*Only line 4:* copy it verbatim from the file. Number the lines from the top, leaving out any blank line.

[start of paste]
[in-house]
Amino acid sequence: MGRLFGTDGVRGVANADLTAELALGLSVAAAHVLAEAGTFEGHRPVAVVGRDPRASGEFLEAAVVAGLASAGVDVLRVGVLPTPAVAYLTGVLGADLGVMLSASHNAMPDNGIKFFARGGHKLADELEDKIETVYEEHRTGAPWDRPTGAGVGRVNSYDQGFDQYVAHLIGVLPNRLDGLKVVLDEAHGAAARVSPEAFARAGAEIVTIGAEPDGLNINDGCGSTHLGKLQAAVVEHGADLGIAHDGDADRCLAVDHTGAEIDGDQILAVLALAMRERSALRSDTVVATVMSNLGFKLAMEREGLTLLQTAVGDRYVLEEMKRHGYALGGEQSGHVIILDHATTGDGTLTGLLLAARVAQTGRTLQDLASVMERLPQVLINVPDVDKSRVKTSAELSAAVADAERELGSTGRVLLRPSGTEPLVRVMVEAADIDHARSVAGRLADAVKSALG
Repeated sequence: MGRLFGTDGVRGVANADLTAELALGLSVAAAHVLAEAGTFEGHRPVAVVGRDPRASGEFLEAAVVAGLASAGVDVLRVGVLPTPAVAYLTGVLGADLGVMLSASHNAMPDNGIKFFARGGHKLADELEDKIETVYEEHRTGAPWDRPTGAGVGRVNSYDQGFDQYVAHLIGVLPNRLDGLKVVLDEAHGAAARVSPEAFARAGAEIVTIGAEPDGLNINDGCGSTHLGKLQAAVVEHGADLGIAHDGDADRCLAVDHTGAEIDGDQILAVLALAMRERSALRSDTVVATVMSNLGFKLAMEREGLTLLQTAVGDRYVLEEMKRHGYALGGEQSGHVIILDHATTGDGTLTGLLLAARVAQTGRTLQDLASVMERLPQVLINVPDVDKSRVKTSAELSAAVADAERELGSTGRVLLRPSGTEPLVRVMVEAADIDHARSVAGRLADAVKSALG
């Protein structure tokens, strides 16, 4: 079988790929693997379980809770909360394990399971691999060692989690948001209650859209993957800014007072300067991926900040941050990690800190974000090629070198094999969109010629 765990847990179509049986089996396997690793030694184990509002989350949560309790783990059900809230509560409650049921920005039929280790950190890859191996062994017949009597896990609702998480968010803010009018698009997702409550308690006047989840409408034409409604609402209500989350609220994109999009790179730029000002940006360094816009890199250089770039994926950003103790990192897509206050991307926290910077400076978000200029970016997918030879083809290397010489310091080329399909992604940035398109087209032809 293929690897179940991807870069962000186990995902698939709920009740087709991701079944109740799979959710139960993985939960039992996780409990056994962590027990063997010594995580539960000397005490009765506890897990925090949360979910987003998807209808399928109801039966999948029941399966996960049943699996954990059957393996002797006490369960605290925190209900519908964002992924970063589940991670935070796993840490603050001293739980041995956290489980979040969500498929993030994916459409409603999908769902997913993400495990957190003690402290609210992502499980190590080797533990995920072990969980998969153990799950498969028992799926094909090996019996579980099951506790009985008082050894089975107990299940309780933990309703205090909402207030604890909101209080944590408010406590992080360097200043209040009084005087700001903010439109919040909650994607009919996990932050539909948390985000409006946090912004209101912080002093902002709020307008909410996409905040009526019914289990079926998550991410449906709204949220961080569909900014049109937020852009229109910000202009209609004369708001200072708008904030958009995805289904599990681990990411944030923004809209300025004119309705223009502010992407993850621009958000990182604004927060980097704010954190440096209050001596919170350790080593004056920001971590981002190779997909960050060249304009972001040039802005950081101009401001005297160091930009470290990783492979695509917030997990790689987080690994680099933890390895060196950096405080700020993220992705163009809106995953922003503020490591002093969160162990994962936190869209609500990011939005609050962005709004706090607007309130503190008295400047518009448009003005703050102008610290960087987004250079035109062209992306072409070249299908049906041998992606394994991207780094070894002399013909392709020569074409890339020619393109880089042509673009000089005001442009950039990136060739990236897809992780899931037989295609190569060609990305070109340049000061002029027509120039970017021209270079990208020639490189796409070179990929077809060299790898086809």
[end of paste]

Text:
């Protein structure tokens, strides 16, 4: 079988790929693997379980809770909360394990399971691999060692989690948001209650859209993957800014007072300067991926900040941050990690800190974000090629070198094999969109010629 765990847990179509049986089996396997690793030694184990509002989350949560309790783990059900809230509560409650049921920005039929280790950190890859191996062994017949009597896990609702998480968010803010009018698009997702409550308690006047989840409408034409409604609402209500989350609220994109999009790179730029000002940006360094816009890199250089770039994926950003103790990192897509206050991307926290910077400076978000200029970016997918030879083809290397010489310091080329399909992604940035398109087209032809 293929690897179940991807870069962000186990995902698939709920009740087709991701079944109740799979959710139960993985939960039992996780409990056994962590027990063997010594995580539960000397005490009765506890897990925090949360979910987003998807209808399928109801039966999948029941399966996960049943699996954990059957393996002797006490369960605290925190209900519908964002992924970063589940991670935070796993840490603050001293739980041995956290489980979040969500498929993030994916459409409603999908769902997913993400495990957190003690402290609210992502499980190590080797533990995920072990969980998969153990799950498969028992799926094909090996019996579980099951506790009985008082050894089975107990299940309780933990309703205090909402207030604890909101209080944590408010406590992080360097200043209040009084005087700001903010439109919040909650994607009919996990932050539909948390985000409006946090912004209101912080002093902002709020307008909410996409905040009526019914289990079926998550991410449906709204949220961080569909900014049109937020852009229109910000202009209609004369708001200072708008904030958009995805289904599990681990990411944030923004809209300025004119309705223009502010992407993850621009958000990182604004927060980097704010954190440096209050001596919170350790080593004056920001971590981002190779997909960050060249304009972001040039802005950081101009401001005297160091930009470290990783492979695509917030997990790689987080690994680099933890390895060196950096405080700020993220992705163009809106995953922003503020490591002093969160162990994962936190869209609500990011939005609050962005709004706090607007309130503190008295400047518009448009003005703050102008610290960087987004250079035109062209992306072409070249299908049906041998992606394994991207780094070894002399013909392709020569074409890339020619393109880089042509673009000089005001442009950039990136060739990236897809992780899931037989295609190569060609990305070109340049000061002029027509120039970017021209270079990208020639490189796409070179990929077809060299790898086809």